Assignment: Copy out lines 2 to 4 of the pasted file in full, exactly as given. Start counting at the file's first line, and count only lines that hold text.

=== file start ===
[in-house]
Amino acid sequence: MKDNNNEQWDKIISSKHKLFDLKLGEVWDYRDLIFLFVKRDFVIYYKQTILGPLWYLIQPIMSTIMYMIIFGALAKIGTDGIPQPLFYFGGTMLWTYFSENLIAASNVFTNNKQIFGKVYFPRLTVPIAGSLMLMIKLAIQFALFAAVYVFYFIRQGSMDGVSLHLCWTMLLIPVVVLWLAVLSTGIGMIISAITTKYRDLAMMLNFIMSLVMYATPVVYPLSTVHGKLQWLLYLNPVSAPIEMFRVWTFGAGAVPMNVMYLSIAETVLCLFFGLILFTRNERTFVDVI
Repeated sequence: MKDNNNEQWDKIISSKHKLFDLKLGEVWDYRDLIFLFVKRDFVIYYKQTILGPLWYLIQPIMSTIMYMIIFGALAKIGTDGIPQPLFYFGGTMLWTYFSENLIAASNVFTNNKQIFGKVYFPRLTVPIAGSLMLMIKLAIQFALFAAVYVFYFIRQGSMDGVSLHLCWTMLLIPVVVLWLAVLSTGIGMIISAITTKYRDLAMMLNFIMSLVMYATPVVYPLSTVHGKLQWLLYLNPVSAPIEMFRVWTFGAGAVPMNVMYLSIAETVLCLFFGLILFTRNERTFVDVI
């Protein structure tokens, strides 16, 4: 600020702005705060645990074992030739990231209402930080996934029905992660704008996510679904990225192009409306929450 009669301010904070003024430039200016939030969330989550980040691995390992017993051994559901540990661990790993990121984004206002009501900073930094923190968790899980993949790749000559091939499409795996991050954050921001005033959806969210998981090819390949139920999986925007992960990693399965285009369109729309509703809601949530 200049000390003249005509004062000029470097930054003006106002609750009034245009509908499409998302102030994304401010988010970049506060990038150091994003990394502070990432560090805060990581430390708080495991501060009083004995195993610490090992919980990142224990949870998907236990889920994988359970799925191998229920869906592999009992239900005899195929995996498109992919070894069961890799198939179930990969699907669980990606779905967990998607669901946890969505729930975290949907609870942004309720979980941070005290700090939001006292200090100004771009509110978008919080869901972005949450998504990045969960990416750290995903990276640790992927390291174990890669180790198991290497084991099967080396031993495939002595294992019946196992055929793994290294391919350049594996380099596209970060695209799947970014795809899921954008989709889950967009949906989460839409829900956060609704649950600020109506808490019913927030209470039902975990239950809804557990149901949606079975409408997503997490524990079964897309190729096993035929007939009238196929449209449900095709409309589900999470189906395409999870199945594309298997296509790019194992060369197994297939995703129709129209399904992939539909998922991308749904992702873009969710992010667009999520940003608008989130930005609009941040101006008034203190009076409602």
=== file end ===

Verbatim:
Amino acid sequence: MKDNNNEQWDKIISSKHKLFDLKLGEVWDYRDLIFLFVKRDFVIYYKQTILGPLWYLIQPIMSTIMYMIIFGALAKIGTDGIPQPLFYFGGTMLWTYFSENLIAASNVFTNNKQIFGKVYFPRLTVPIAGSLMLMIKLAIQFALFAAVYVFYFIRQGSMDGVSLHLCWTMLLIPVVVLWLAVLSTGIGMIISAITTKYRDLAMMLNFIMSLVMYATPVVYPLSTVHGKLQWLLYLNPVSAPIEMFRVWTFGAGAVPMNVMYLSIAETVLCLFFGLILFTRNERTFVDVI
Repeated sequence: MKDNNNEQWDKIISSKHKLFDLKLGEVWDYRDLIFLFVKRDFVIYYKQTILGPLWYLIQPIMSTIMYMIIFGALAKIGTDGIPQPLFYFGGTMLWTYFSENLIAASNVFTNNKQIFGKVYFPRLTVPIAGSLMLMIKLAIQFALFAAVYVFYFIRQGSMDGVSLHLCWTMLLIPVVVLWLAVLSTGIGMIISAITTKYRDLAMMLNFIMSLVMYATPVVYPLSTVHGKLQWLLYLNPVSAPIEMFRVWTFGAGAVPMNVMYLSIAETVLCLFFGLILFTRNERTFVDVI
């Protein structure tokens, strides 16, 4: 600020702005705060645990074992030739990231209402930080996934029905992660704008996510679904990225192009409306929450 009669301010904070003024430039200016939030969330989550980040691995390992017993051994559901540990661990790993990121984004206002009501900073930094923190968790899980993949790749000559091939499409795996991050954050921001005033959806969210998981090819390949139920999986925007992960990693399965285009369109729309509703809601949530 200049000390003249005509004062000029470097930054003006106002609750009034245009509908499409998302102030994304401010988010970049506060990038150091994003990394502070990432560090805060990581430390708080495991501060009083004995195993610490090992919980990142224990949870998907236990889920994988359970799925191998229920869906592999009992239900005899195929995996498109992919070894069961890799198939179930990969699907669980990606779905967990998607669901946890969505729930975290949907609870942004309720979980941070005290700090939001006292200090100004771009509110978008919080869901972005949450998504990045969960990416750290995903990276640790992927390291174990890669180790198991290497084991099967080396031993495939002595294992019946196992055929793994290294391919350049594996380099596209970060695209799947970014795809899921954008989709889950967009949906989460839409829900956060609704649950600020109506808490019913927030209470039902975990239950809804557990149901949606079975409408997503997490524990079964897309190729096993035929007939009238196929449209449900095709409309589900999470189906395409999870199945594309298997296509790019194992060369197994297939995703129709129209399904992939539909998922991308749904992702873009969710992010667009999520940003608008989130930005609009941040101006008034203190009076409602």